The phylogenetic tree shows that H. indica (Aborawash) and H. indica Pak. S. H. 400 belong to the same clade. Considering the great geographical distances among sites of occurrence for the “indica subgroup” nematodes (i.e., Pakistan, India, and Egypt) might be due to what Dolgin et al. (2008) called “latitudinal clades.” Thus, isolates of H. indica around the globe might also be “latitudinal clades,” but more extensive studies are needed to test this hypothesis. Shehata et al. (2019) reported that H. indica is considered to be a heat-tolerant nematode (infecting insects at 30 °C or higher). As well, indigenous EPNs must be favored since they are probably more adaptive without any risk to Egyptian fauna and flora. Also H. indica had high yields in vivo and in vitro (Shapiro-Ilan and Gaugler 2019). It can recoup its short shelf life via local production. Also, it is considered as a useful model system to study an insect immune mechanism.
Identification by scanning electron microscopy
Analysis by the use of SEM provides an understanding of the surface structure of the nematodes. H. indica IJs showed a sheath protecting the entire body of the nematode, tessellate on the anterior region and are characterized by longitudinal ridges throughout almost the entire body length as seen in Fig. 4a, b. Figure 4c is a hermaphrodite as it has huge lips with prominent labial papillae at the apex of the lips, while Fig. 4d is the infective juvenile.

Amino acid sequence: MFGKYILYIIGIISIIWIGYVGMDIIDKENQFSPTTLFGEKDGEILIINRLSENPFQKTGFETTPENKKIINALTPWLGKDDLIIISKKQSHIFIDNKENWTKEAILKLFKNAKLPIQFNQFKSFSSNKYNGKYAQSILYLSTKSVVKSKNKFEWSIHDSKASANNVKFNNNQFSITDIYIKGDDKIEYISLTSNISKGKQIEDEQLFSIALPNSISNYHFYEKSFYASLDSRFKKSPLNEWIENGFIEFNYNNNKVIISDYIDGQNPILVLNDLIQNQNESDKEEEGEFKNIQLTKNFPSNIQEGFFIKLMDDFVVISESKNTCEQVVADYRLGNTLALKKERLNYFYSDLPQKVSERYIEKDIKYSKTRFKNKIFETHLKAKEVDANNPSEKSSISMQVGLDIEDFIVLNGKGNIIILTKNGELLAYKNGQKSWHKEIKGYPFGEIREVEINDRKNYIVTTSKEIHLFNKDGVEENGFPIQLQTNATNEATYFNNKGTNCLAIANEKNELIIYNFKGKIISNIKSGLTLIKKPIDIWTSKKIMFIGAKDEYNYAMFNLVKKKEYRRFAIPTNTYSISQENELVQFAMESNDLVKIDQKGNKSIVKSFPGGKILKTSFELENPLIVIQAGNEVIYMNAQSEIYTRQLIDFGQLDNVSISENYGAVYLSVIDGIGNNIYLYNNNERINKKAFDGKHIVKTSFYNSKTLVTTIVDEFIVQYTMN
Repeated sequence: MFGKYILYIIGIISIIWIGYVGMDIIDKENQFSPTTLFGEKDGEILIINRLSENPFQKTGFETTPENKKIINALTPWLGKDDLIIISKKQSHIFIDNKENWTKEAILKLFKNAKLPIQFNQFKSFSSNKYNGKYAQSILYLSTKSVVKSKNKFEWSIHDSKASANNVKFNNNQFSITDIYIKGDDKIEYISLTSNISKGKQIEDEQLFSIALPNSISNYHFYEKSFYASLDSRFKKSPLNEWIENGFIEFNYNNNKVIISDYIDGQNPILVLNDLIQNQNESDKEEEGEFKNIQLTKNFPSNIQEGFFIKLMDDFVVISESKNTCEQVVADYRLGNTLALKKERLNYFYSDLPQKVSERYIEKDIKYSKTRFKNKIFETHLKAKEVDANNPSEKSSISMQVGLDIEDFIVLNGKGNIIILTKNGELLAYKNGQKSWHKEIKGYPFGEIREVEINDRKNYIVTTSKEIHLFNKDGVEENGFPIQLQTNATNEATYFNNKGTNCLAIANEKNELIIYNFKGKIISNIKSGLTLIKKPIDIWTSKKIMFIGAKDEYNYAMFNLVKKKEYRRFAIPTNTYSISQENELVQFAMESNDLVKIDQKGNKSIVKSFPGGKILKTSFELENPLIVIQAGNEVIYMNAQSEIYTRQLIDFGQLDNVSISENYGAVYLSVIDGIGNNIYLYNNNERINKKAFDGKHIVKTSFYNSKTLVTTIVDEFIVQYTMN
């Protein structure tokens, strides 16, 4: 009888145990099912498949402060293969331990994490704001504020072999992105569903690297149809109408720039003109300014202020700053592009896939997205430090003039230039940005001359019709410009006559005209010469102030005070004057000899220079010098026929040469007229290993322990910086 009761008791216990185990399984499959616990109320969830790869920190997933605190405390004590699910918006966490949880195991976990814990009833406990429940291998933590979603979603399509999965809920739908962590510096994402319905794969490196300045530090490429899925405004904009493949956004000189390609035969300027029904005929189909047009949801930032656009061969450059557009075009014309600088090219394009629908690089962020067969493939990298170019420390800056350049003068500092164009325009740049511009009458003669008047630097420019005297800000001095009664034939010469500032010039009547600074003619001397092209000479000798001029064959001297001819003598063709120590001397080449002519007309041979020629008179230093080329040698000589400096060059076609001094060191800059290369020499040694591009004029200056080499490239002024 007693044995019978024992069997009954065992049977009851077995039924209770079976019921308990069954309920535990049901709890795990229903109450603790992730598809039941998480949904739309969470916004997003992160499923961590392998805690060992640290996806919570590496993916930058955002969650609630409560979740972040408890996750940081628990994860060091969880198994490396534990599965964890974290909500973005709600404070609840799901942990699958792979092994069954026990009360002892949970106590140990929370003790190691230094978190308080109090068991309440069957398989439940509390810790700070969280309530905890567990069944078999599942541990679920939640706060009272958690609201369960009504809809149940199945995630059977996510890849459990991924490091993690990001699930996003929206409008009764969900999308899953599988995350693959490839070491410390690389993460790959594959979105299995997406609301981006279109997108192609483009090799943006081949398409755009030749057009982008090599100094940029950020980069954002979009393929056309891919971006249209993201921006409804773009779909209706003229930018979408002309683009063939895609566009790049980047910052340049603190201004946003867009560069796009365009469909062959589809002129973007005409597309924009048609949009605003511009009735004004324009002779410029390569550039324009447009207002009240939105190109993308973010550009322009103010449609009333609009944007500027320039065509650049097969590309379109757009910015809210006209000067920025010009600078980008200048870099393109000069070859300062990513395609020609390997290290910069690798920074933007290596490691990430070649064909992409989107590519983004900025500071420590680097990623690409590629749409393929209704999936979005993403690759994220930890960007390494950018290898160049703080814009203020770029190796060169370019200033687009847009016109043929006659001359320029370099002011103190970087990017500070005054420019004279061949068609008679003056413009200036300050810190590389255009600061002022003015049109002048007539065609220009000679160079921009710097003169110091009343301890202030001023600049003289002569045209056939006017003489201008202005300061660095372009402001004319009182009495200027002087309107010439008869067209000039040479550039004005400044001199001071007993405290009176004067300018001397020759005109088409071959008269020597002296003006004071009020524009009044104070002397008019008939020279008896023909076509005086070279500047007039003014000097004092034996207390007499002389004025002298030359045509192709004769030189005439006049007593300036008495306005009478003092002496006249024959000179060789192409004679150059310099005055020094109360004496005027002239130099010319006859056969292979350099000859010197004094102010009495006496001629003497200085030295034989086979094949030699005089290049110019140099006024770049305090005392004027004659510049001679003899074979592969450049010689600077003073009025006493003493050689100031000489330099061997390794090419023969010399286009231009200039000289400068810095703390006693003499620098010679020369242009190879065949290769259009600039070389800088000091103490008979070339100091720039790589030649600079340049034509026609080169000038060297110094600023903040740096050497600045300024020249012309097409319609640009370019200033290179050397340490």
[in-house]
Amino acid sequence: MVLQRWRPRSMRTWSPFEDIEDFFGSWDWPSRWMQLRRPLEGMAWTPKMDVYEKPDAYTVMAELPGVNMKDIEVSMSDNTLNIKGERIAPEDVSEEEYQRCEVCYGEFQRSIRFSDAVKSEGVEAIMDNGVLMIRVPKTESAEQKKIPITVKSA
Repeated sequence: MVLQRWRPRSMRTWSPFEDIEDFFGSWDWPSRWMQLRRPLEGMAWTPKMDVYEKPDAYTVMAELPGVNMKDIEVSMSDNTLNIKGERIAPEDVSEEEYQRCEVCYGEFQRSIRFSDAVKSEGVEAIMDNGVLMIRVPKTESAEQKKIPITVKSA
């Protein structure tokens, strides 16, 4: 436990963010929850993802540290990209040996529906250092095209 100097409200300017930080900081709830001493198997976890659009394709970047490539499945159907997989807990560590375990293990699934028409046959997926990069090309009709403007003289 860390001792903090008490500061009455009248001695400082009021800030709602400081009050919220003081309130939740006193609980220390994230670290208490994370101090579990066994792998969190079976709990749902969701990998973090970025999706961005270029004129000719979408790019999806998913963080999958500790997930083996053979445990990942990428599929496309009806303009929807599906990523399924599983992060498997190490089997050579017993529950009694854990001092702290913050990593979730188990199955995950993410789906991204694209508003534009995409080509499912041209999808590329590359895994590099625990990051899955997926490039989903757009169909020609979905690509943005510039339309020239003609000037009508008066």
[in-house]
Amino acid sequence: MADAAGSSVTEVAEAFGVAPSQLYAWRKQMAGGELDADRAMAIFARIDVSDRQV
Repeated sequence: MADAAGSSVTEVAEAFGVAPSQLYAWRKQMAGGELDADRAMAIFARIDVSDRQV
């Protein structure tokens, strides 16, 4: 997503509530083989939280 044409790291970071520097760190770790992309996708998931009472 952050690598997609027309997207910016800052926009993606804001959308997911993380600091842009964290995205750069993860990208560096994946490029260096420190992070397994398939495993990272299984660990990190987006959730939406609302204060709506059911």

Assessment of virulence against G. mellonella and penetration rate
The insecticidal activities of EPNs to insect hosts can be highly changeable as it depends on factors associated with the nematode biology. The isolates ERSAG2 and H. indica (Aborawash) (Heterorhabditis indica) were used for further testing in order to determine their ability to be used as biological control agents. G. mellonella larvae were susceptible to the tested dose response assay for EPN isolates. Two days after inoculation, with the 2 isolates, both development and visual changes in the infected G. mellonella were documented, which were red/purple in color. The emergence of IJs from G. mellonella was ideal at 25 °C than other temperatures giving high mortality percentage. H. indica (Aborawash) had a great virulence causing 100% larval mortality, 48 h post-treatment (Fig. 5). The maximum mortality rate of the larvae was caused by H. indica (Aborawash) at a concentration of 50 IJs/larva (100%), while the minimum was recorded in the larvae treated with isolate ERSAG2 at 10 IJs/larva (50%) after 48 h. Both EPN species did not cause larval mortality 24 h after treatment at all used concentrations. The overall mortality of the larvae of G. mellonella 48 h after treatment with EPNs ranged between 86 and 100% (Fig. 5) for ERSAG2 and H. indica (Aborawash), respectively; the mortality rate reached 100% for ERSAG2, 72 h after treatment. An increase in larval mortality with the increase of exposure time was observed (Fig. 5). These findings agree with Leite et al. (2007), when H. indica was used for controlling Bradysia mabiusi larvae at concentration of 5.7 and 22.6 IJ/cm2 and the efficiency reaching 75 and 85% in green house, and also with Lalramliana and Yadav (2010) by using concentration of 50 IJ/host and the mortality was 100% after 96 h.